Green Walls and Roofs

100 hour course -Learn to create green walls and roofs. For planners, landscapers, gardeners, developers, planners, architects

Course CodeBHT256
Fee CodeS2
Duration (approx)100 hours
QualificationStatement of Attainment

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Learn to develop roof and vertical gardens for residential, commercial and public landscapes.

There are lots of different reasons for creating a vertical garden or roof garden, and the way you develop the garden may be affected by the reason you create it.

Common reasons might be:

  • Lack of space for a more extensive garden
  • Improve aesthetics of an ugly place (wall or roof)
  • Improve physical environment (eg. Reduce glare, modify temperature, filter air pollutants, reduce water run off and mitigate flood problems)
  • Urban farming –growing crops in an urban area

Lesson Structure

There are 9 lessons in this course:

  1. Scope and Nature of Roof and Vertical Gardens
    • Introduction to vertical gardens and roof gardens in horticulture today
    • Reasons for Green Walls and Roof Gardens
    • Accessibility and Safety
    • What Is A Roof Garden?
    • Terminology
    • What Is A Vertical Garden?
    • Pruning Prevents Problems
    • Decorative Plant Supports
    • Temporary Props
    • Types of Installations for Roof Gardens
    • Types of Vertical Gardens
    • Proprietory Products
    • Plant Selection
    • Retrofitting a Building
  2. Construction of Functional and Appropriate Vertical and Roof Gardens
    • Engineering considerations involved with the building of vertical and roof gardens
    • Selecting appropriate materials and planning the way in which the non-living components of the garden are created
    • Building a Green Roof
    • Building a Green Wall
    • Dealing with Weight
    • Construction Materials
    • Durability of Materials
    • Dealing with Water
    • Plants Which Cause Damage
    • Components of a Green Roof
    • Roof Membranes
    • Protection Material Components
  3. Climbing Plants and Structures for Climbing
    • Learn how to select appropriate climbing plants for creating vertical or roof gardens
    • Determine strategies to cultivate climbing plants in a variety of different situations
    • Climbing adaptations found in plants
    • Possible Climbers for Vertical Green Walls and Some Types of Green Roofs
    • What Structural Requirements Do Climbers Require?
    • Plants on Fences
    • Using Trellis in Roof Gardens and on Greenwalls
  4. Plants Suited to Roof and Vertical Gardens
    • Selecting appropriate plants which are tolerant of the adverse growing conditions and have natural adaptations to growing under conditions that are encountered in these gardens
    • Possible Plants Suitable for Roof Gardens and Some Types of Vertical Walls
    • Epiphytes
    • Succulents
    • Plants
    • Hardy Groundcovers
  5. Adaptations for Other Plants in Roof and Vertical Gardens
    • Select and plan the cultivation of plants that lack natural adaptations to growing on roofs or vertical gardens
    • Espaliers
    • Growing Standards
    • Dwarfing Rootstocks
    • NFT Systems
    • Trees and Shrubs
    • Low-Growing Australian Native Shrubs
    • Other Low-Growing Shrubs
    • Vegetables and Fruits
    • Herbs
    • Annuals
    • Bulbs
  6. Container Growing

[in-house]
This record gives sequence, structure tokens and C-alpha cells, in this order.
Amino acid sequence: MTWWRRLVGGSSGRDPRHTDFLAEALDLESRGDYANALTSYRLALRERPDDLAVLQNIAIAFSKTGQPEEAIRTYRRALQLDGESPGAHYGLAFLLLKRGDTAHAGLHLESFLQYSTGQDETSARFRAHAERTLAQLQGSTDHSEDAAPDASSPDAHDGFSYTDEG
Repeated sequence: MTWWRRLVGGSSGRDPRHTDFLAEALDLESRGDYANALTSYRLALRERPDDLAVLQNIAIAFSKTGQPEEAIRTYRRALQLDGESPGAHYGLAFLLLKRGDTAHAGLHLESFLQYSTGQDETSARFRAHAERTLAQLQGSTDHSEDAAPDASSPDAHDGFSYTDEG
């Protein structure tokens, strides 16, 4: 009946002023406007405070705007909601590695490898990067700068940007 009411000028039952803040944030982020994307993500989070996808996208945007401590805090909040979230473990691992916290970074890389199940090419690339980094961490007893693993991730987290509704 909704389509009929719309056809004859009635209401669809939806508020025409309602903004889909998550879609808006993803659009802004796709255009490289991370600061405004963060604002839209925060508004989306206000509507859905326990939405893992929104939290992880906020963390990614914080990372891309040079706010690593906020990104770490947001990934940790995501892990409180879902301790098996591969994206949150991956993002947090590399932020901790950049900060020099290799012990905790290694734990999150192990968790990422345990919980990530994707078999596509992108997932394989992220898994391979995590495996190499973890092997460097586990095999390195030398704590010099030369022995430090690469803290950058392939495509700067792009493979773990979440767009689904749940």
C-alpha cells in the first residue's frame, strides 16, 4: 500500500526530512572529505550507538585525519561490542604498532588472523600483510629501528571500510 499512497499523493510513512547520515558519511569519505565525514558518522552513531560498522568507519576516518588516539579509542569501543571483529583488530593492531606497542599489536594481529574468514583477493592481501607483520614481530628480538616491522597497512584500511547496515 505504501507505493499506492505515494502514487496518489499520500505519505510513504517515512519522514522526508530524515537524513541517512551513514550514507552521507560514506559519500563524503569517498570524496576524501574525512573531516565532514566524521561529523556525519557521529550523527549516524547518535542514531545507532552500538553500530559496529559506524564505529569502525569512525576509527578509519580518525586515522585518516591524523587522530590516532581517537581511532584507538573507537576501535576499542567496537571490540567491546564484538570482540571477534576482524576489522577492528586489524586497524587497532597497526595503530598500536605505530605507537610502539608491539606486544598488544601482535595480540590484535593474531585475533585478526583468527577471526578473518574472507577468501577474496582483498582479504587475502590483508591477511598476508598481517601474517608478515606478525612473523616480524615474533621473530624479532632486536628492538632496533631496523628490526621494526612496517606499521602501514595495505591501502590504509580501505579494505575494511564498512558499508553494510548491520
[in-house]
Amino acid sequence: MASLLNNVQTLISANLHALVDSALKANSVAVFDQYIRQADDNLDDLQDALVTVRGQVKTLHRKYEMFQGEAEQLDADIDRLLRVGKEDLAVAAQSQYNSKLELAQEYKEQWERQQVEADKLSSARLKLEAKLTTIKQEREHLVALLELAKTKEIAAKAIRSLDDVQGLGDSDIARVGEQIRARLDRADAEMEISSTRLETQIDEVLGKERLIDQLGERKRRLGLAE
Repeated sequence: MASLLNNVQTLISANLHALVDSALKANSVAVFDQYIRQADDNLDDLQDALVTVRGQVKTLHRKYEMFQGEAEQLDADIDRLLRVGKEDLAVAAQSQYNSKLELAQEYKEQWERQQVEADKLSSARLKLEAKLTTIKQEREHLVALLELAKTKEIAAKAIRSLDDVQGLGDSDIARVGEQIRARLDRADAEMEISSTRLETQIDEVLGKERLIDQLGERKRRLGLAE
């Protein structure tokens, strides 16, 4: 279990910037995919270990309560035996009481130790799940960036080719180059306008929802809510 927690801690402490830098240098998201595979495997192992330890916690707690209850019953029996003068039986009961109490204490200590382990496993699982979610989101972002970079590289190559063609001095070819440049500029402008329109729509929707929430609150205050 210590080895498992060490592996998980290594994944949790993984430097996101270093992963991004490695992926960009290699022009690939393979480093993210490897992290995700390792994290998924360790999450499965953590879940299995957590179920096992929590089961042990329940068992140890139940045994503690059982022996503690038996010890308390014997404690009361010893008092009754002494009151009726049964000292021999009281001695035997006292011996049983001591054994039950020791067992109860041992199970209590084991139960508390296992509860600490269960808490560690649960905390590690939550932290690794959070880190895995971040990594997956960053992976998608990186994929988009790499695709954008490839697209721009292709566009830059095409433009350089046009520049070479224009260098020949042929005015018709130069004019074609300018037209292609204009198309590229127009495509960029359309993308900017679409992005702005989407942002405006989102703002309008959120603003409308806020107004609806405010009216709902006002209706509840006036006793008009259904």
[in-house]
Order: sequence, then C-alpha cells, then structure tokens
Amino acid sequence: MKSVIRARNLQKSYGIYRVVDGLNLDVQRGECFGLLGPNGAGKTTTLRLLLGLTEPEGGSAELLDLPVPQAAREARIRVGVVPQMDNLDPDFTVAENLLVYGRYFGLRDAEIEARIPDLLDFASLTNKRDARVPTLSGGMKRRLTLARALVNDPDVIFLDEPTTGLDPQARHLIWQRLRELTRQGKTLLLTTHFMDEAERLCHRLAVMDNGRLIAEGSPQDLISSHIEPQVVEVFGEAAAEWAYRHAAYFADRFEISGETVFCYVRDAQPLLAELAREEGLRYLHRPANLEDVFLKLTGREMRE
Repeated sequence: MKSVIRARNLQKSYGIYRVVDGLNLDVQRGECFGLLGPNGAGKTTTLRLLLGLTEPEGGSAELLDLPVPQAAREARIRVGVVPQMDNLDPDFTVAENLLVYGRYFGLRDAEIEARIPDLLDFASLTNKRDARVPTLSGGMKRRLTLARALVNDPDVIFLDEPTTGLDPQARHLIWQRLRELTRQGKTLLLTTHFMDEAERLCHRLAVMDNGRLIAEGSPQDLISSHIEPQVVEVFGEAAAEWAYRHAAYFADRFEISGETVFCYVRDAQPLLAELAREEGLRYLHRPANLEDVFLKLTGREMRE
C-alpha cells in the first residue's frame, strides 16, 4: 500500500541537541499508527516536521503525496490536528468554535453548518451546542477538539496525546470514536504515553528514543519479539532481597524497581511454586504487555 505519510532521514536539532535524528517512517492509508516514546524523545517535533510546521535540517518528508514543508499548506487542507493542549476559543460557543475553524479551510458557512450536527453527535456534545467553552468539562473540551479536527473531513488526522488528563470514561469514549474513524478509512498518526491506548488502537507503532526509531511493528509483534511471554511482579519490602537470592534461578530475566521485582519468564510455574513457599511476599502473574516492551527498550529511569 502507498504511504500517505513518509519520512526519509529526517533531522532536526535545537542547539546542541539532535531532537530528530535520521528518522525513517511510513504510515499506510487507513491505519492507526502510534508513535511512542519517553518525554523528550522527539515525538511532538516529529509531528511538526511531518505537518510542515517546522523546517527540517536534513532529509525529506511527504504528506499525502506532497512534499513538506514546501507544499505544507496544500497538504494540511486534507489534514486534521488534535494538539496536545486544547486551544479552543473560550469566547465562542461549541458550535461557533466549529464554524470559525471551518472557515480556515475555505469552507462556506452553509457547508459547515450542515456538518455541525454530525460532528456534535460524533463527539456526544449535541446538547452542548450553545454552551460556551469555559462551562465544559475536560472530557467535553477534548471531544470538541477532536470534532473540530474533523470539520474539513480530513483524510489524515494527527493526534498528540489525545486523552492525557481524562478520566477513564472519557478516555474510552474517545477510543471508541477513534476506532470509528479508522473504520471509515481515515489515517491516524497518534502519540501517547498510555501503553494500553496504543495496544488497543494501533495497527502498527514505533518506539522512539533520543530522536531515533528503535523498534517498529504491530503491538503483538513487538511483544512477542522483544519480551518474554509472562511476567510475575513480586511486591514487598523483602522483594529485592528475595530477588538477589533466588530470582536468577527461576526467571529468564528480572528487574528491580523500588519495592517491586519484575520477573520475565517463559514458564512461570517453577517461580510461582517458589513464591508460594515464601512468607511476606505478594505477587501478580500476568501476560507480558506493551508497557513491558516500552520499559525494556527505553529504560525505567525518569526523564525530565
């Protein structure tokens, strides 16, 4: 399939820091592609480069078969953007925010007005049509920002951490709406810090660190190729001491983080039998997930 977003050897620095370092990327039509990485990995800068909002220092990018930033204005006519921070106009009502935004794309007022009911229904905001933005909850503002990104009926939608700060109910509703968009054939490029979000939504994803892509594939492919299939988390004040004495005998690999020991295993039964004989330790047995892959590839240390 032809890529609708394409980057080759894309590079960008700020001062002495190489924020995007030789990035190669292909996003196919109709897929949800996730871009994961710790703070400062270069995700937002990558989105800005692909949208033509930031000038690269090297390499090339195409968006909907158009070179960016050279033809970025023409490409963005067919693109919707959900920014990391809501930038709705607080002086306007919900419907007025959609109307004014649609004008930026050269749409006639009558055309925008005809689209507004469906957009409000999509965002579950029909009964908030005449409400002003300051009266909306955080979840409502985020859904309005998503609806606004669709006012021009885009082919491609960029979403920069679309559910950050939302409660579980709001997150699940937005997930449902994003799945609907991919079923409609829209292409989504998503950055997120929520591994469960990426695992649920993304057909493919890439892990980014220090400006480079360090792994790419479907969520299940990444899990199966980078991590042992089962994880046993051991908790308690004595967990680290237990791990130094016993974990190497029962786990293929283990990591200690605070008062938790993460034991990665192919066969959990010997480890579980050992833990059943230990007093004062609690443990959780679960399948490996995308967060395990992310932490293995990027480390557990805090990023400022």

• Container Growing Techniques
    • Containers
    • Raised Beds for Flat Roofs
    • Window Boxes
    • Epiphyte Plaques
    • Baskets
    • The Growing Media
    • Choosing Plants
    • Longevity of Container Plants
  7. Maintenance – watering, pest control
    • Out of Site/Out of Mind
    • Humidity
    • Light And Shade
    • Mulch
    • Pot Surfaces
    • Water Savers
    • Irrigation Requirements
    • Maintaining Appropriate Water Levels
  8. Landscaping – Roof Gardens
    • The different types of roof gardens
    • Characteristics advantageous in roof garden plants
    • Tips for Functional Roof Gardens
    • How to Minimize Damage to Your Plants When You Move them
    • Thoughts on Balcony Gardens
    • Irrigation
  9. Landscaping – Vertical Gardens
    • Types of Green Walls
    • Types of Walls
    • Design Considerations
    • Aesthetics
    • Functionality

Each lesson culminates in an assignment which is submitted to the school, marked by the school's tutors and returned to you with any relevant suggestions, comments, and if necessary, extra reading.


  • Discuss the nature and scope of vertical gardens and roof gardens in horticulture today.
  • Explain engineering considerations involved with the building of vertical and roof gardens, both on small and large scale projects.
  • Select appropriate materials and plan the way in which the non living components of the garden is created, in order to achieve an appropriate and sustainable installation.
  • Select appropriate climbing plants for creating vertical or roof gardens, and determine appropriate strategies to cultivate those plants, in a variety if different situations.
  • Select appropriate plants for use in vertical or roof gardens, which are tolerant of the adverse growing conditions, having natural adaptations to growing under conditions that are encountered in these gardens.
  • Select and plan the cultivation of plants that lack natural adaptations to growing on roofs or vertical gardens; but which are none the less required to grow in these adverse conditions;
  • Explain a range of container growing techniques, in a range of different roof and vertical gardens, that may be used with a selection of different types of plants.